Sunday, May 25, 2014

A Rare Pope Indeed
By Ken Spiro

From the perspective of the Jewish people Pope Francis is a rare pope indeed.

It would be a huge understatement to say that historically Catholic-Jewish relations haven’t been very good.  It would probably be more accurate to say that the Church is directly or indirectly responsible for much of the horrendous anti-Semitism suffered by European Jewry during the last 2,000 years.

The roots of this tremendous animus go back to the very beginnings of the early church and even earlier.
For two thousand years-from the time of Abraham until the birth of Christianity, Judaism existed alone as the world’s only monotheistic faith. The Jewish people’s unique beliefs and   different lifestyle set them apart from the pagan world and the great classical civilizations of Greece and Rome. The differences led to open hostility toward the Jews and both the Greek and Roman Empires, which occupied ancient Israel, attempted at various times to eradicate Judaism.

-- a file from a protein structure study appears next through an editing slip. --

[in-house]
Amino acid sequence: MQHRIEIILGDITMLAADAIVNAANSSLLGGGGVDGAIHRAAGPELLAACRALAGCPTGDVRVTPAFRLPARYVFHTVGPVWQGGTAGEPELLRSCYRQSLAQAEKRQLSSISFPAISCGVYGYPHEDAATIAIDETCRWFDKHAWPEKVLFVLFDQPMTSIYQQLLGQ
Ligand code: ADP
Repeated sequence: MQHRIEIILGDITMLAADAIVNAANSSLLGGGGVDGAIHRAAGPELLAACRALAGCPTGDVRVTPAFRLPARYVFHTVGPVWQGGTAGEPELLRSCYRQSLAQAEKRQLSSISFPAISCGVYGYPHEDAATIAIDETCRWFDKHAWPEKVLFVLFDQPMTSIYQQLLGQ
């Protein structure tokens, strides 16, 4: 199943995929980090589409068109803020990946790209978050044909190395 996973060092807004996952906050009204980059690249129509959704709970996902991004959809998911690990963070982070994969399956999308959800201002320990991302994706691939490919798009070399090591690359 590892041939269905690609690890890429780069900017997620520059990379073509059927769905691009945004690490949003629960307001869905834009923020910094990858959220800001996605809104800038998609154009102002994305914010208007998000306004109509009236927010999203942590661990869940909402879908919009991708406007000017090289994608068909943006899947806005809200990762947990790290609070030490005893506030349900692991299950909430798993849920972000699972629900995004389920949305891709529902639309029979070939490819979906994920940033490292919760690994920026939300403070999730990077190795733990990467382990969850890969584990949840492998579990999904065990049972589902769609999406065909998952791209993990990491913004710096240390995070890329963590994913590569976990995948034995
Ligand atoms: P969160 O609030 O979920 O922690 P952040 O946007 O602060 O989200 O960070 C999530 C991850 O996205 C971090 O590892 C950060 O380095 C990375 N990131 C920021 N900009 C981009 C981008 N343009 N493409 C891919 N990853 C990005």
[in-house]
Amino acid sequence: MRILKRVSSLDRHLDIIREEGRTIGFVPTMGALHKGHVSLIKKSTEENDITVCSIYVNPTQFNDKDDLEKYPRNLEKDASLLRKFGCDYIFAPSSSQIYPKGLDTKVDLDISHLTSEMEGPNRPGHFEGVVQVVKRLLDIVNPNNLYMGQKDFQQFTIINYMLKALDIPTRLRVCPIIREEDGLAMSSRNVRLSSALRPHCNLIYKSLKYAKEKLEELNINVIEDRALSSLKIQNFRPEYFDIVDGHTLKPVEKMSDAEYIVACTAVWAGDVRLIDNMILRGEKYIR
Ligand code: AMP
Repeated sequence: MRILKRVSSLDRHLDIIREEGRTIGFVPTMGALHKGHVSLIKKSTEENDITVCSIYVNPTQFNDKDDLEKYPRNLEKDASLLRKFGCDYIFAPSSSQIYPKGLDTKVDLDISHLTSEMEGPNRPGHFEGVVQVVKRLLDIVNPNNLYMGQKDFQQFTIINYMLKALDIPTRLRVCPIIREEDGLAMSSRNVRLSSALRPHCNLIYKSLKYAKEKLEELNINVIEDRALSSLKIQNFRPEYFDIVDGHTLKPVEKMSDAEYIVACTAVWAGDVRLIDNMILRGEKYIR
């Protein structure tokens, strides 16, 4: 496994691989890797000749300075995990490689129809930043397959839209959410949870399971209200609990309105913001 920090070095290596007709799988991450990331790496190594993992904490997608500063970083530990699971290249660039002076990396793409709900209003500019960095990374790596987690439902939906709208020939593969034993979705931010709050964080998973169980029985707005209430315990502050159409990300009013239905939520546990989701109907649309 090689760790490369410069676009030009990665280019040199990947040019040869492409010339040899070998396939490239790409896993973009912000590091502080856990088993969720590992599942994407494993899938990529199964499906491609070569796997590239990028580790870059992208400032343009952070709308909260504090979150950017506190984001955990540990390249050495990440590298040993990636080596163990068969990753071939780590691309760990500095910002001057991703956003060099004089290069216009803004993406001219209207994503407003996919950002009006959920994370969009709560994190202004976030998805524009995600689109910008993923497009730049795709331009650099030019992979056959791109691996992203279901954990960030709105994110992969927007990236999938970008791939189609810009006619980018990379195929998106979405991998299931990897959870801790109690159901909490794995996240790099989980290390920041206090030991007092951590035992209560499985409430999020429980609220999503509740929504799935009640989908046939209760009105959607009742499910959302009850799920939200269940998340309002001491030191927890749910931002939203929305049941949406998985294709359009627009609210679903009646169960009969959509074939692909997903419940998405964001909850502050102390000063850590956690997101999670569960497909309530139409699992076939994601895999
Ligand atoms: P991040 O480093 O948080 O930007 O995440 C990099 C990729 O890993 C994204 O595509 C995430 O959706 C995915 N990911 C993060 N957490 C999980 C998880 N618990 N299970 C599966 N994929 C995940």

Early Christianity began as a splinter sect of mainstream Judaism most-probably sometime in the early 1st century CE. During the second century it continued to evolve and diverge from Judaism, eventually separating completely into a faith that attracted a large number of pagan converts.

Despite numerous attempts by the Roman Empire to eradicate nascent Christianity, in the 4th century CE the Roman emperor Constantine made it the official religion of the Empire. A great leap forward for the spread of monotheism but now traditional Roman animus toward Judaism took on a new theological undertone.